Swimming Lessons, by Claire Fuller

Claire Fuller's first novel, Our Endless Numbered Days, blew me out of the water. The way she built that world was so careful, so delicate, so sinister. The setting of Swimming Lessons is more recognizable, mundane even, but it's its own kind of creepy. Ingrid is a student in 1970s London. In the letters she writes to her absent husband, we learn of their courtship, such as it was. Gil was her university lecturer, twenty years her senior, and her pregnancy with their first child prompted their marriage and Ingrid's departure from school. In their seaside home, Ingrid is a captive of circumstances and youth. Gil is a writer and womanizer, and she is trapped in their marriage and her unexpected motherhood.

The alternate chapters are present day, following their two daughters, Nan (responsible caretaker) and Flora (flighty artist) as they care for Gil after he takes a tumble. Ingrid disappeared eleven years ago, when Flora was ten and Nan fifteen, presumed drowned despite being a strong swimmer. It's a sad story, told beautifully in chapters that unfold like origami flowers. I didn't love it as much as Our Endless Numbered Days, but don't have any less respect for Fuller's obvious talent, and will continue to devour her books as she writes them.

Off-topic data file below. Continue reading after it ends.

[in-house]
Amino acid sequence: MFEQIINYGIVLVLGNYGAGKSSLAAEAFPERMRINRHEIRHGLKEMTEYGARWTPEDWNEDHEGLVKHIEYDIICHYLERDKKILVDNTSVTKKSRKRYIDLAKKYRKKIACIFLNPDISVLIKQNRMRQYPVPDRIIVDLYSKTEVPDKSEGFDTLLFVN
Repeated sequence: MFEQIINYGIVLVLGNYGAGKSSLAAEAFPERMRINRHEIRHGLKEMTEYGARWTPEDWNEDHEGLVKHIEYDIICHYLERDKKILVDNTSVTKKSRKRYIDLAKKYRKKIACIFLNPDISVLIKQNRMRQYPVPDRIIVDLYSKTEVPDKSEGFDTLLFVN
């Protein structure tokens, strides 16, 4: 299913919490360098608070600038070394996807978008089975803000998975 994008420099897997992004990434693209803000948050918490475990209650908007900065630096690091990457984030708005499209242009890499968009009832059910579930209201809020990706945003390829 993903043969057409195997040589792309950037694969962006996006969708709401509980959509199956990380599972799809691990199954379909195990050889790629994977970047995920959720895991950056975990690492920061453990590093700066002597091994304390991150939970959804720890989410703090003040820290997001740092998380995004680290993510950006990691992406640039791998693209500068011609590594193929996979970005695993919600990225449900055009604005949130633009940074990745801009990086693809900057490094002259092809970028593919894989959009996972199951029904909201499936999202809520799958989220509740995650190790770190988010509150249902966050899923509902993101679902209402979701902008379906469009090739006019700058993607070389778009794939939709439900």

Fuck Amazon!


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